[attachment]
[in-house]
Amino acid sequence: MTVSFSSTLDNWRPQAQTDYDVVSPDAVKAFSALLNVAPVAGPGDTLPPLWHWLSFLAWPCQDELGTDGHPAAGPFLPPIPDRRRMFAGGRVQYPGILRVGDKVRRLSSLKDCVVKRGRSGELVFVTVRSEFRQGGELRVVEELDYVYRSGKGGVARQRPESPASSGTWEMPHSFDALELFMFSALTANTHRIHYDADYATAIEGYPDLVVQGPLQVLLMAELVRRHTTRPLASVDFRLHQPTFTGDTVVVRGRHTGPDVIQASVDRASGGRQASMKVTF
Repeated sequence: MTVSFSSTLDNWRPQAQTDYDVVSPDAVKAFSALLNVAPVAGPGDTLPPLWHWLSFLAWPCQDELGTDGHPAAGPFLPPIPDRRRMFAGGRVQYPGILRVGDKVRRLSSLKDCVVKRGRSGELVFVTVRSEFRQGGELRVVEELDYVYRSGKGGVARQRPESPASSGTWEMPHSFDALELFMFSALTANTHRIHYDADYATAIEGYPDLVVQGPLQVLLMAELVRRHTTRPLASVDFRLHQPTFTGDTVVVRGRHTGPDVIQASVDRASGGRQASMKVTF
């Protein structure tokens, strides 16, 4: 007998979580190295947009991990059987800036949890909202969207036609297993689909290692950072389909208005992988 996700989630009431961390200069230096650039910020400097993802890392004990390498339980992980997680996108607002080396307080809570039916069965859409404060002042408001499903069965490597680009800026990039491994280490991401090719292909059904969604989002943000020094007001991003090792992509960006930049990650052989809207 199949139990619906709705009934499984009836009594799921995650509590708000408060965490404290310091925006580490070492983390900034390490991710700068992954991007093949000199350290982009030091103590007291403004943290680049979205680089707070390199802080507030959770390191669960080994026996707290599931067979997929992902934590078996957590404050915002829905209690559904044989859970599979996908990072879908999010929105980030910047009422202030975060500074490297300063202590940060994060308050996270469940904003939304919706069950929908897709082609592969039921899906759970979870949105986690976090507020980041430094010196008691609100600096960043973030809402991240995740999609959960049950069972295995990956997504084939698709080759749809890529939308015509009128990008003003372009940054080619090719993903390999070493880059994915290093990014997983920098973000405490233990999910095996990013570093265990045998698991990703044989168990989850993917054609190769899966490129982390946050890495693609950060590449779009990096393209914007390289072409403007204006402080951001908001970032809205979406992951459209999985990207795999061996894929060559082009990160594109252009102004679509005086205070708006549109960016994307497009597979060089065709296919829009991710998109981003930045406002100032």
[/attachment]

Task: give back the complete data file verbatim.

[in-house]
Amino acid sequence: MTVSFSSTLDNWRPQAQTDYDVVSPDAVKAFSALLNVAPVAGPGDTLPPLWHWLSFLAWPCQDELGTDGHPAAGPFLPPIPDRRRMFAGGRVQYPGILRVGDKVRRLSSLKDCVVKRGRSGELVFVTVRSEFRQGGELRVVEELDYVYRSGKGGVARQRPESPASSGTWEMPHSFDALELFMFSALTANTHRIHYDADYATAIEGYPDLVVQGPLQVLLMAELVRRHTTRPLASVDFRLHQPTFTGDTVVVRGRHTGPDVIQASVDRASGGRQASMKVTF
Repeated sequence: MTVSFSSTLDNWRPQAQTDYDVVSPDAVKAFSALLNVAPVAGPGDTLPPLWHWLSFLAWPCQDELGTDGHPAAGPFLPPIPDRRRMFAGGRVQYPGILRVGDKVRRLSSLKDCVVKRGRSGELVFVTVRSEFRQGGELRVVEELDYVYRSGKGGVARQRPESPASSGTWEMPHSFDALELFMFSALTANTHRIHYDADYATAIEGYPDLVVQGPLQVLLMAELVRRHTTRPLASVDFRLHQPTFTGDTVVVRGRHTGPDVIQASVDRASGGRQASMKVTF
């Protein structure tokens, strides 16, 4: 007998979580190295947009991990059987800036949890909202969207036609297993689909290692950072389909208005992988 996700989630009431961390200069230096650039910020400097993802890392004990390498339980992980997680996108607002080396307080809570039916069965859409404060002042408001499903069965490597680009800026990039491994280490991401090719292909059904969604989002943000020094007001991003090792992509960006930049990650052989809207 199949139990619906709705009934499984009836009594799921995650509590708000408060965490404290310091925006580490070492983390900034390490991710700068992954991007093949000199350290982009030091103590007291403004943290680049979205680089707070390199802080507030959770390191669960080994026996707290599931067979997929992902934590078996957590404050915002829905209690559904044989859970599979996908990072879908999010929105980030910047009422202030975060500074490297300063202590940060994060308050996270469940904003939304919706069950929908897709082609592969039921899906759970979870949105986690976090507020980041430094010196008691609100600096960043973030809402991240995740999609959960049950069972295995990956997504084939698709080759749809890529939308015509009128990008003003372009940054080619090719993903390999070493880059994915290093990014997983920098973000405490233990999910095996990013570093265990045998698991990703044989168990989850993917054609190769899966490129982390946050890495693609950060590449779009990096393209914007390289072409403007204006402080951001908001970032809205979406992951459209999985990207795999061996894929060559082009990160594109252009102004679509005086205070708006549109960016994307497009597979060089065709296919829009991710998109981003930045406002100032």